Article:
• It was so unusual for February and nothing like the weather we’ve been having all winter – it really was fantastic, it was so nice to run in the sunshine once again! I can’t wait for summer!

  2. Amy says:

    I’m jealous of how beautiful your long run was! Mine was on a treadmill, thankfully it was much shorter than yours. 🙂

  3. Wow, what a stunning route. I just can’t comprehend the kind of training needed for an ultra. 20 mile runs give me sleepless nights! Amazing, I wish you all the very best with your training.

    • Thanks a lot! I also can’t comprehend ultra long runs (yet!), but given that I’ve signed up for one, I better start getting my head around them! 😉 In general I really like long runs though – I just enjoy them. If you are struggling with yours, ask yourself if the struggles are physical or mental. If it’s physical, that’s easier to fix – you just need to figure out why you are running out of steam. Lack of training, sleep, nutrition? Those can easily be fixed. If you are struggling mentally, I’d say just remember that you run because you enjoy it and that running should be enjoyable – including your long runs. Don’t make them so much about the momentuous mountain of miles you have to run, just go on a journey and practice looking after after yourself. The miles will pass more easily if you think about something else. =) Living in a gorgeous place really helps though. I really wish you all the best with your long runs!

  4. Angie says:

    Wow, what a beautiful route! Keep posting these so I can run vicariously through you!! Training for an ultra is going to be an experience of a lifetime. I’m looking forward to reading all about it.

    • Thank you Angie! I’m really looking forward to the experience and I agree that it’ll probably be life-changing in some ways. It’s going to be so tough, but such an adventure!

  5. vttrailgirl says:

    Beautiful pictures!

  6. Joey says:

    You don’t really need to do any runs longer than 26 miles for training leading up to you ultra. Especially for your first. Might do more harm than good.

    • Hey, and thank you for commenting. It’s interesting that you say that – it would certainly make my life a lot easier. I haven’t decided on my actual training plan for the ultra just yet, but most of the ones I’ve looked at are basically marathon training plans with crazy long back-to-back longruns on the weekends. I certainly don’t want to overtrain or risk injury, so perhaps a little less would be better!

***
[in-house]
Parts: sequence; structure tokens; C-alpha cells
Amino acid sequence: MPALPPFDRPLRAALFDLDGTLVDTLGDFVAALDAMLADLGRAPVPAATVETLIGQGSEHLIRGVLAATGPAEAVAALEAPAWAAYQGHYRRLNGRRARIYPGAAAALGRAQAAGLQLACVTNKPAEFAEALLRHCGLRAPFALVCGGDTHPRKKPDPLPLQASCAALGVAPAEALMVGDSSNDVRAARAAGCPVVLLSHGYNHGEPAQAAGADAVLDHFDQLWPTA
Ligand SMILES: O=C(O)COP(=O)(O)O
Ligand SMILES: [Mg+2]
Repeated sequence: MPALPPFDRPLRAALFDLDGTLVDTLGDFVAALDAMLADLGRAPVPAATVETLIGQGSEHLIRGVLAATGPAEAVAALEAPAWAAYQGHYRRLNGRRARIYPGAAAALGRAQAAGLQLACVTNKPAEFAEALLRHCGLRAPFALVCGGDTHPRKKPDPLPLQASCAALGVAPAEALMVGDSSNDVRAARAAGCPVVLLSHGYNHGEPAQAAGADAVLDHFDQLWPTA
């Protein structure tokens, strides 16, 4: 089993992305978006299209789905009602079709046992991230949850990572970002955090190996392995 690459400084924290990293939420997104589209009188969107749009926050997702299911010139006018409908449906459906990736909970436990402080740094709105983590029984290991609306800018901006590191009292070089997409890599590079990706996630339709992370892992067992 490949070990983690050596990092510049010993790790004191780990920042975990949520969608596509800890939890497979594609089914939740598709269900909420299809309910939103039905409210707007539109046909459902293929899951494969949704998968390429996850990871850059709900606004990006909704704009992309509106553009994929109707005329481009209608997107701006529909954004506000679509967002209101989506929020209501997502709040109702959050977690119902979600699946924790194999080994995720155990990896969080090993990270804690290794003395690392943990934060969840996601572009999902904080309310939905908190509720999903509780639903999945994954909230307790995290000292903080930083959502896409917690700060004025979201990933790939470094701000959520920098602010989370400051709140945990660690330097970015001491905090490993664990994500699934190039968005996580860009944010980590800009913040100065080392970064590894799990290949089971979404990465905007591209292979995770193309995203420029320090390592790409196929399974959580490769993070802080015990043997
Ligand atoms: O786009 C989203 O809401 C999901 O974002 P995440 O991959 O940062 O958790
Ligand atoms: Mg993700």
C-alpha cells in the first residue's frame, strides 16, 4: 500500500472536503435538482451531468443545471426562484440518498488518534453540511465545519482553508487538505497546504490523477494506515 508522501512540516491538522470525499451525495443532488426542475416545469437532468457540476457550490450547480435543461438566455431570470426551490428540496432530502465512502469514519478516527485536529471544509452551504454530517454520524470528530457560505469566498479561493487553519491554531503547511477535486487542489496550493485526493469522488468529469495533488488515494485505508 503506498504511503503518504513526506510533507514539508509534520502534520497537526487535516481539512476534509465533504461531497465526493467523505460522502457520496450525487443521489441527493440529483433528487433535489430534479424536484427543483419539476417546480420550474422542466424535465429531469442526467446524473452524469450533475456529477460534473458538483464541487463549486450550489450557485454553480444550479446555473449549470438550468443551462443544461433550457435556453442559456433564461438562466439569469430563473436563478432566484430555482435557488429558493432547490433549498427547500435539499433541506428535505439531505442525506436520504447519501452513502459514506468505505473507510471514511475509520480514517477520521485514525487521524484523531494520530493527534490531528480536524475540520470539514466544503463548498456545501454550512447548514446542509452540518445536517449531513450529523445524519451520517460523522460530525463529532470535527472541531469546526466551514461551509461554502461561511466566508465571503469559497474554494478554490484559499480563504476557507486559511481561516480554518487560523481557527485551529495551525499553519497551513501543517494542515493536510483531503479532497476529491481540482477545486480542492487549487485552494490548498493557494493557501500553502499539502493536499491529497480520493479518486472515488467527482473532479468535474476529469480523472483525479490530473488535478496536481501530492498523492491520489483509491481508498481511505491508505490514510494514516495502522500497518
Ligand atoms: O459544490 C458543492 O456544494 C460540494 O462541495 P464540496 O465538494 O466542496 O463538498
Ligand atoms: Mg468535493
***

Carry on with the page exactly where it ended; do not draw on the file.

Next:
• Joey says:

        Going into my first 50 miler, my longest training run was 24 miles. And yeah the idea of back to backs comes in. So the day after that longest run, I did about 18 miles.

      • That’s really helpful, thank you! I bet the back to back runs are pretty painful, but then I’ll have to get used to running on tired legs…

  7. Laura Alonso says:

    What a wonderful route to share, it’s like a trip in itself. Good luck with the ultra training! xx

  8. Trails and Ultras says:

    Ha ha I just sent you an email asking what training you were doing and now I realise you just wrote a post about it. Oops! Oh well 🙂 This is absolutely my favourite type of run: covering the distance and exploring new places. I always rely on buses and trains to get back…I prefer the sense of having actually travelled somewhere rather than running in a loop. In my mind it feels like more of an achievement to say I went from this place to that place. And then, because I’m a sad person, I like to look at the two places on a map and marvel at the distance I’ve covered 🙂

    • There is something about point-to-point runs that make them more meaningful, I totally agree. And I love the feeling of this actually being a journey. The bus trip back is great – I couldn’t help but think: “Oooh I ran all of that this morning!”. How are the coastal path looking down your end? I hope you are surviving the stroms…!

      • Trails and Ultras says:

        A bit wet and muddy 😦 I don’t mind on short runs but it gets a bit tedious on a longer run. Also it’s so windy, last week the wind was actually blowing the spit out of my mouth. Very attractive 🙂

  9. Lily says:

    What a beautiful route!